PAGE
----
If you pay attention to the financial news, you’ve probably heard concern about how, and why, the auto financing market is expanding. Some are worried that we’re seeing, in smaller scale, a repeat of what happened in the mortgage markets in 2008. But analysis has shown that what’s driving the automotive financing market is not the borrowers everyone thought.
The Big Time
Experian, one of the three key credit bureaus in determining who’s the best possible risk, announced recently it had seen a growth in auto loans to $86 billion. What was interesting, though, was where the strongest growth was.
The general wisdom has been that it’s been borrowers with poor credit who have been propping up this market. That’s been a point of concern for a few reasons, but the biggest has been that if people stop paying for their auto loans, it’s going to severely impact the industry. It turns out, however, that it’s the people who can most afford a new car driving the boom.
So-called “super prime” borrowers, or consumers with excellent credit scores, is the sector seeing the most growth right now. That’s not to say there wasn’t growth in loans for those of us without great credit, but that growth lagged behind the super prime borrowing. Furthemore, Experian found that less than 3.5% of all current car loans were behind in payments, which is a strong indicator against a bubble. If a bubble were forming, many, many more car loans would be further and further behind.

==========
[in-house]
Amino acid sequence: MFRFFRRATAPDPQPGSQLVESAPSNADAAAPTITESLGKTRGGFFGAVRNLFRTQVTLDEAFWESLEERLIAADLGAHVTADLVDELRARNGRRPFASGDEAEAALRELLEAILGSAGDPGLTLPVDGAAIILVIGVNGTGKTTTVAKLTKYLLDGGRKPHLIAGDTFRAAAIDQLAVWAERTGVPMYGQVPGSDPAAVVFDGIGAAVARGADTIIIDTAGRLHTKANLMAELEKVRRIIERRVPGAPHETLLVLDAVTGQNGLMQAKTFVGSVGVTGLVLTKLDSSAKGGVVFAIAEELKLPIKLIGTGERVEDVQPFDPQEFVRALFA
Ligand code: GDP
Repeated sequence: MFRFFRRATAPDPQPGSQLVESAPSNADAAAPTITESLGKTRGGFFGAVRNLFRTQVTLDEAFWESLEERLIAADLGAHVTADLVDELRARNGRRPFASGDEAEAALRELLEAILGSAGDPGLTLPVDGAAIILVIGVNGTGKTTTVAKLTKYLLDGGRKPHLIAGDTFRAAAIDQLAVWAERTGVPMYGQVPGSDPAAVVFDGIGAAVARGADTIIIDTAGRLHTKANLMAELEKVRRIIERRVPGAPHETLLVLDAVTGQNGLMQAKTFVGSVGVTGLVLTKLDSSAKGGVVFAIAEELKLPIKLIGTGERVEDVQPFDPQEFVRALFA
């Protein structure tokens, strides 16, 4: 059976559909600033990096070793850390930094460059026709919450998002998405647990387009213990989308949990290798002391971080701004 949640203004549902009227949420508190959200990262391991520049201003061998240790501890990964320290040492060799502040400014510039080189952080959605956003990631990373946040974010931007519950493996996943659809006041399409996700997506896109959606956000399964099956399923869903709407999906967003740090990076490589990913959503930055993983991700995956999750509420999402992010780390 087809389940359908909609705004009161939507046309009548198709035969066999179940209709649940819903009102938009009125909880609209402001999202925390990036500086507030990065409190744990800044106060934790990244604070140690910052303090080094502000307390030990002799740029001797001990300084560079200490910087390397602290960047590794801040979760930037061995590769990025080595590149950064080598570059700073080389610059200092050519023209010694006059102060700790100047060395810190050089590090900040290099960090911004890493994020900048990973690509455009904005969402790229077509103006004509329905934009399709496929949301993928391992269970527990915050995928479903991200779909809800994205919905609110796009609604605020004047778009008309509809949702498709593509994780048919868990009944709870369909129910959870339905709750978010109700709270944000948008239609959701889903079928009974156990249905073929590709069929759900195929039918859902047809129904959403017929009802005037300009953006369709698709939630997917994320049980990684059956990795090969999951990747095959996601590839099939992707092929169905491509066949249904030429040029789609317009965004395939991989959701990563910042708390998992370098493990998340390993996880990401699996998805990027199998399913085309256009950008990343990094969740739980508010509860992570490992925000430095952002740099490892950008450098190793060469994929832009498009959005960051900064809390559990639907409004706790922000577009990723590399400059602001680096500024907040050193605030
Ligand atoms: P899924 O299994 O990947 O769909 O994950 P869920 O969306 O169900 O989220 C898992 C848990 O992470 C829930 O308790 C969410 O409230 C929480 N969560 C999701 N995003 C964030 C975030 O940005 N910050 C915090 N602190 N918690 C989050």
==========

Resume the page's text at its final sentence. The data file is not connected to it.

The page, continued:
What This Means For Borrowers
The first, and most important, lesson we can take away from this is that auto financing is going to remain easy to find for people of all credit levels for a much longer time than some expect. A bubble is a dangerous environment because bubbles pop, and usually when they do the bill comes due to those who can least afford it. So if you’ve been hesitant about borrowing, you don’t have to be.
More importantly, it shows the overall health of the automotive lending sector, which long-term is good news for everyone. As we’ve noted before, auto financing is unlike other types of financing in some very important ways; just one example being that a car is much cheaper than a house.
That said, there is a point of concern in that the overall term of loans was shown to be rising. The longer your car loan goes for, the more money you’ll pay in interest and the less valuable your car will be, which in turn can lead to your car being “underwater,” that is, worth less than the money you owe on it. That should be of far more concern to consumers than any theoretical bubble.
Essentially, what you should take away is that you can secure financing for your car, no matter what your credit level. But the classic rules of buying any expensive purchase remain in place; look for the best deal, figure out what it will really cost you … and don’t take anything for granted.